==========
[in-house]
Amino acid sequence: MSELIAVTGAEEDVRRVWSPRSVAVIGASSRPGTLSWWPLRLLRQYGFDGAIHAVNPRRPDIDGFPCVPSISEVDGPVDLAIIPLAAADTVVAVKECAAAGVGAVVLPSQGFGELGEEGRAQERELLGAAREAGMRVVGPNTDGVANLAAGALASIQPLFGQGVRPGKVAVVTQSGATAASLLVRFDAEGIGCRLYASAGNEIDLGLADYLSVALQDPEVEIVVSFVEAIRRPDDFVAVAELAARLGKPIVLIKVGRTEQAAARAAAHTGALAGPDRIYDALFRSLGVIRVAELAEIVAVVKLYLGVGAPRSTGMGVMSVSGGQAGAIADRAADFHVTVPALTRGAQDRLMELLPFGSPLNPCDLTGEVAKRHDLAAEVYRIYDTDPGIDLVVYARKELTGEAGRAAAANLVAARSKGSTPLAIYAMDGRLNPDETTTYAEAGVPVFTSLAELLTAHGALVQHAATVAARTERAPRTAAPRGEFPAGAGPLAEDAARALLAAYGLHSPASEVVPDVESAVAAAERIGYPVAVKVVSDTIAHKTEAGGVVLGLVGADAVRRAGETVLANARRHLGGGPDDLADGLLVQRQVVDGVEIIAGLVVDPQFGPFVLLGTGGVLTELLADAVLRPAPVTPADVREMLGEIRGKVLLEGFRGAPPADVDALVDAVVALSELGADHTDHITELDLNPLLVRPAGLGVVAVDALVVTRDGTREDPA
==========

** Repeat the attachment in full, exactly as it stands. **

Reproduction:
[in-house]
Amino acid sequence: MSELIAVTGAEEDVRRVWSPRSVAVIGASSRPGTLSWWPLRLLRQYGFDGAIHAVNPRRPDIDGFPCVPSISEVDGPVDLAIIPLAAADTVVAVKECAAAGVGAVVLPSQGFGELGEEGRAQERELLGAAREAGMRVVGPNTDGVANLAAGALASIQPLFGQGVRPGKVAVVTQSGATAASLLVRFDAEGIGCRLYASAGNEIDLGLADYLSVALQDPEVEIVVSFVEAIRRPDDFVAVAELAARLGKPIVLIKVGRTEQAAARAAAHTGALAGPDRIYDALFRSLGVIRVAELAEIVAVVKLYLGVGAPRSTGMGVMSVSGGQAGAIADRAADFHVTVPALTRGAQDRLMELLPFGSPLNPCDLTGEVAKRHDLAAEVYRIYDTDPGIDLVVYARKELTGEAGRAAAANLVAARSKGSTPLAIYAMDGRLNPDETTTYAEAGVPVFTSLAELLTAHGALVQHAATVAARTERAPRTAAPRGEFPAGAGPLAEDAARALLAAYGLHSPASEVVPDVESAVAAAERIGYPVAVKVVSDTIAHKTEAGGVVLGLVGADAVRRAGETVLANARRHLGGGPDDLADGLLVQRQVVDGVEIIAGLVVDPQFGPFVLLGTGGVLTELLADAVLRPAPVTPADVREMLGEIRGKVLLEGFRGAPPADVDALVDAVVALSELGADHTDHITELDLNPLLVRPAGLGVVAVDALVVTRDGTREDPA